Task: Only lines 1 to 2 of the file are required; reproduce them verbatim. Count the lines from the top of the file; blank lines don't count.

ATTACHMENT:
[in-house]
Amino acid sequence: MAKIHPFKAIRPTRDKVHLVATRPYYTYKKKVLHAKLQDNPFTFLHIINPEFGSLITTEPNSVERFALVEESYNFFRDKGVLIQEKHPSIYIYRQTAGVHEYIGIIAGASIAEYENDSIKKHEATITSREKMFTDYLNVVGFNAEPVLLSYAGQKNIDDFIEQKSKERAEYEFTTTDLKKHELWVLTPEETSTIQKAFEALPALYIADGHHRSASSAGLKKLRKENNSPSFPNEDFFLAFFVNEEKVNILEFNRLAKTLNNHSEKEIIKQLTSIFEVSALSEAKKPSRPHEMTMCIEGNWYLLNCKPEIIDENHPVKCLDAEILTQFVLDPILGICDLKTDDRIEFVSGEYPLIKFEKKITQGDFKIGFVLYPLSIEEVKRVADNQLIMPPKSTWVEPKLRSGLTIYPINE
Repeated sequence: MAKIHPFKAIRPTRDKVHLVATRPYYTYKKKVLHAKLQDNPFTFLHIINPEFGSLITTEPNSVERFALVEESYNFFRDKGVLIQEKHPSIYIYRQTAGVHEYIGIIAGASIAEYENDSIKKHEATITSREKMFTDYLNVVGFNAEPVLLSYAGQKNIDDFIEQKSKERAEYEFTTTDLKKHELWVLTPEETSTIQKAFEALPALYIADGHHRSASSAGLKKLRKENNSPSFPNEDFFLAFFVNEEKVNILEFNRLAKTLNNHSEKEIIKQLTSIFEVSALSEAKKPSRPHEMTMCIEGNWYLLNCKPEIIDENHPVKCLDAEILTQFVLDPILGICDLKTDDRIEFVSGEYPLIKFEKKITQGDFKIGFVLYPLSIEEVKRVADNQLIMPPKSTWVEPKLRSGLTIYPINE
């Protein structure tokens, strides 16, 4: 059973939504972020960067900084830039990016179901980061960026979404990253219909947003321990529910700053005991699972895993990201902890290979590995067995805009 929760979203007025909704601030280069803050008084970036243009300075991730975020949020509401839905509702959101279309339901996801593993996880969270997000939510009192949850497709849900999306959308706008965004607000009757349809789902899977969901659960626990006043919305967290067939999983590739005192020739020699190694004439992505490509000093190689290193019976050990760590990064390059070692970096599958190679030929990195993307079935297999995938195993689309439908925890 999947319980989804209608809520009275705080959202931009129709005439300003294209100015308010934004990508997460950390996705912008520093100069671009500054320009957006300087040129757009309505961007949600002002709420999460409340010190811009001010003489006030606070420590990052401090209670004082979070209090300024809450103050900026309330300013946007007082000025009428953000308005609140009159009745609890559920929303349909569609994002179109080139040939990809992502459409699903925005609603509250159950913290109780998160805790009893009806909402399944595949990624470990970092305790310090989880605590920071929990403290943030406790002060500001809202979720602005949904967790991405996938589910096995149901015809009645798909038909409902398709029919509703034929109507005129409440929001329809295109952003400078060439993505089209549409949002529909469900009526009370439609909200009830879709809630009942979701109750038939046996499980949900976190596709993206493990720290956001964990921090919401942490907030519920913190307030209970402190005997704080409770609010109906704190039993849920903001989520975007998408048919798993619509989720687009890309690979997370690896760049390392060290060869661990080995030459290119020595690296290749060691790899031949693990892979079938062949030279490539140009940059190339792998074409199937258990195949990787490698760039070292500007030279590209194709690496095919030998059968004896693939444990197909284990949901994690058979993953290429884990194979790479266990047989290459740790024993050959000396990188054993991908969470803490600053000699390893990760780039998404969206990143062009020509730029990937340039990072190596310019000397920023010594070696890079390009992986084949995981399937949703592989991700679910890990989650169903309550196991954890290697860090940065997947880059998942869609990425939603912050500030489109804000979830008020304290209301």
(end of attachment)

[in-house]
Amino acid sequence: MAKIHPFKAIRPTRDKVHLVATRPYYTYKKKVLHAKLQDNPFTFLHIINPEFGSLITTEPNSVERFALVEESYNFFRDKGVLIQEKHPSIYIYRQTAGVHEYIGIIAGASIAEYENDSIKKHEATITSREKMFTDYLNVVGFNAEPVLLSYAGQKNIDDFIEQKSKERAEYEFTTTDLKKHELWVLTPEETSTIQKAFEALPALYIADGHHRSASSAGLKKLRKENNSPSFPNEDFFLAFFVNEEKVNILEFNRLAKTLNNHSEKEIIKQLTSIFEVSALSEAKKPSRPHEMTMCIEGNWYLLNCKPEIIDENHPVKCLDAEILTQFVLDPILGICDLKTDDRIEFVSGEYPLIKFEKKITQGDFKIGFVLYPLSIEEVKRVADNQLIMPPKSTWVEPKLRSGLTIYPINE